Blending is definitely a viable option if you happen to have some overly bitter beer hanging about that would benefit from mixing with a batch that is low in bitterness. While blending is common in commercial brewing, it is usually used to improve the consistency of already consistent batches. The type of blending where two extremes are blended to yield something in balance is more of a Hail Mary play and the result is not something that is easily brewed again. Similarly, deriving significant bitterness from water salts falls outside of normal practices.

To be honest, if this were my beer I would either add some IAA extract if the bitterness is really low or simply roll with what you have and call it good. Making an extract from water or wort introduces a step that could end up making a marginal situation worse. It’s like making a batch of chili that is too spicy, fixing the problem by diluting, and ending up with a really big batch of mediocre chili! But this is a great opportunity to learn from the problem.

Adding a pre-isomerized hop extract is really “the way” to boost beer bitterness after fermentation.

Beer bitterness is one of those things that has bugged me for a long time because too many brewers and beer consumers talk about IBUs like the numbers really mean something definitive. “Man, I had a beer yesterday that was 60 IBUs and it was like totally not bitter! I don’t know what beer calculator the brewer was using, but the beer was NOT 60 IBUs.” Many of us have probably heard or read this sort of thing. I usually do an eye roll and turn my back to this sort of nonsense because it’s simply not a debate I enjoy having. The problem with these blanket statements is that the sensation of bitterness is not just about the concentration of iso-alpha-acids in beer. Hop bitterness is akin to a spice and is balanced by malt flavors (toast, caramel, chocolate, coffee, etc.), residual extract (sweetness), alcohol, carbonation, and other beer components that factor into complexity. More hop bitterness is generally required to provide balance as the bigness of a beer increases. This is why I have a thing against brewers using IBU levels as an indicator of sensory bitterness. 60 IBUs in a luscious, high-gravity stout is not likely to be perceived as overtly bitter. Put the same hop additions in a Pilsner and the story changes. OK, off of the hop bale.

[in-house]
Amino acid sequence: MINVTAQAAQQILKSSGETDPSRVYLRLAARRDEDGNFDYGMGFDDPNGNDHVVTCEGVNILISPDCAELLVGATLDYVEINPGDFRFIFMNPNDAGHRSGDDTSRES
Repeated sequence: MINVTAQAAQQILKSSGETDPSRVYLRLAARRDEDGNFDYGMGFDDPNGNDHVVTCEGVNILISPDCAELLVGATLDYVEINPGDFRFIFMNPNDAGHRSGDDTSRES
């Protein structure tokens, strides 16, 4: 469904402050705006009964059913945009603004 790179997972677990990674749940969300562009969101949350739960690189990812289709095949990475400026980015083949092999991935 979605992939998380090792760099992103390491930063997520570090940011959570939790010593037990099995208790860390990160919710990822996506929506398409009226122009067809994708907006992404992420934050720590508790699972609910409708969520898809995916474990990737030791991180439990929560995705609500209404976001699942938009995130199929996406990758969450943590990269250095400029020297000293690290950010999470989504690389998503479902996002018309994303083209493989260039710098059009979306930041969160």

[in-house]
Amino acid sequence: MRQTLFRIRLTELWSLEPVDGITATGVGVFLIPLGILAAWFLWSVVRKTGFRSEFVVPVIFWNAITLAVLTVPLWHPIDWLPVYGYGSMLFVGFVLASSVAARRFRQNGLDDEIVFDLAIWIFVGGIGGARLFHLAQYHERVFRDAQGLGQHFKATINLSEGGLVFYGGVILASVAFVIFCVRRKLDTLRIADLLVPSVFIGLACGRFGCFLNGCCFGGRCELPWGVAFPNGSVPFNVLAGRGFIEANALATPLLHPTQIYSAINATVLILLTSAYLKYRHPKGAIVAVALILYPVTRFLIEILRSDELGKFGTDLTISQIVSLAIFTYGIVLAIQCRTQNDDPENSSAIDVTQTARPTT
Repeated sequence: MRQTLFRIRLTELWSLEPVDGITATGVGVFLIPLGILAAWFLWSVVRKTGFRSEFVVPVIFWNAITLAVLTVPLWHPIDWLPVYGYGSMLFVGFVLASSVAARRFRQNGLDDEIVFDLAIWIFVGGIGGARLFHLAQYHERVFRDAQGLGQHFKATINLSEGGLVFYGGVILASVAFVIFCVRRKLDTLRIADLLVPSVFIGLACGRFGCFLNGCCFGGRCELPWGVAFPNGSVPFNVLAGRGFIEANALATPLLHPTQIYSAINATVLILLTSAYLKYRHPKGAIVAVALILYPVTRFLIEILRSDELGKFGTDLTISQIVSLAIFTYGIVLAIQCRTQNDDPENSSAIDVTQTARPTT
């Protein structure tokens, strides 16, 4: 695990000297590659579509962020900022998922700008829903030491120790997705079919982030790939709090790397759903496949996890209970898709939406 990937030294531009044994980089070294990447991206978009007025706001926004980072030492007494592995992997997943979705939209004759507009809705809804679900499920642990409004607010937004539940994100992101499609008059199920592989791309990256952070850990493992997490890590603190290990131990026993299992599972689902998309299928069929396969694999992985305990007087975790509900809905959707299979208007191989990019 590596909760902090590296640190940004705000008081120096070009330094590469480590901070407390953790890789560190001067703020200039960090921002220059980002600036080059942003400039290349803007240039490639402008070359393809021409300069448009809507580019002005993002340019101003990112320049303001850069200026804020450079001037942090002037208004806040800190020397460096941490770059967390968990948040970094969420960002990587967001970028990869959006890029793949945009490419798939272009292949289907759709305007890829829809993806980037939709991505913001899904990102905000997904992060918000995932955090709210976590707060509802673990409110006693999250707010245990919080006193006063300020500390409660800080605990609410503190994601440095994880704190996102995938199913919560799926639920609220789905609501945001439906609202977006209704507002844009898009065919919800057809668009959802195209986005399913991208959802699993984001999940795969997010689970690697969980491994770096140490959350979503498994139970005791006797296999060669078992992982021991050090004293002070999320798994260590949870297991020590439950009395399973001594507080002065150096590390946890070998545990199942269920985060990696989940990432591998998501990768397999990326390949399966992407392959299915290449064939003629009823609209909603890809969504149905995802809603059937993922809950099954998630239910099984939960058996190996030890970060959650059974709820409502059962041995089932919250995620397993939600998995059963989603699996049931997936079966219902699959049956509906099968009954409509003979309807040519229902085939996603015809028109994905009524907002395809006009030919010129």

There are several take-home messages from your current problem. Here are four to consider in the future:

  1. Aiming for a bitterness target requires knowing the alpha-acid content of your hops. If a recipe calls for 20 grams (0.7 oz.) of 10% alpha Magnum hops, and you have 8.5% alpha Magnums, more hops are required to obtain the same bitterness.
  2. Hop acids degrade with aging. This is a complex topic unto itself because oxidized alpha acids are bitter, but they are not as bitter as IAAs. Hop age, oxygen exposure, and storage temperature all factor into the brewing value of hops. Just because a bag of Magnum hops contained 10% alpha when they were harvested does not mean that the hops in the bag haven’t changed since packaging. Be mindful of the age of your hops and how they were stored.
  3. Be consistent with hop calculations and calibrate your brewery’s bitterness scale with itself. It’s more important for you to know that a 30-IBU pale ale brewed on your system has a certain level of bitterness than it does to actually know how your beer compares to someone else’s 30-IBU pale ale. Since few homebrewers ever have their beers analyzed for bitterness, it’s more important to be able to adjust your perceived bitterness using calculations that you use as a guide. The biggest unknown when calculating bitterness is hop utilization. Using the same reference guide and adjusting for gravity is a great way to be internally consistent with your methods.
  4. If you are just starting to formulate your own recipes, keep in mind that the IBU target changes with the type of beer you are brewing. Big, malty beers, like doppelbocks, are often much higher in IBUs than they taste.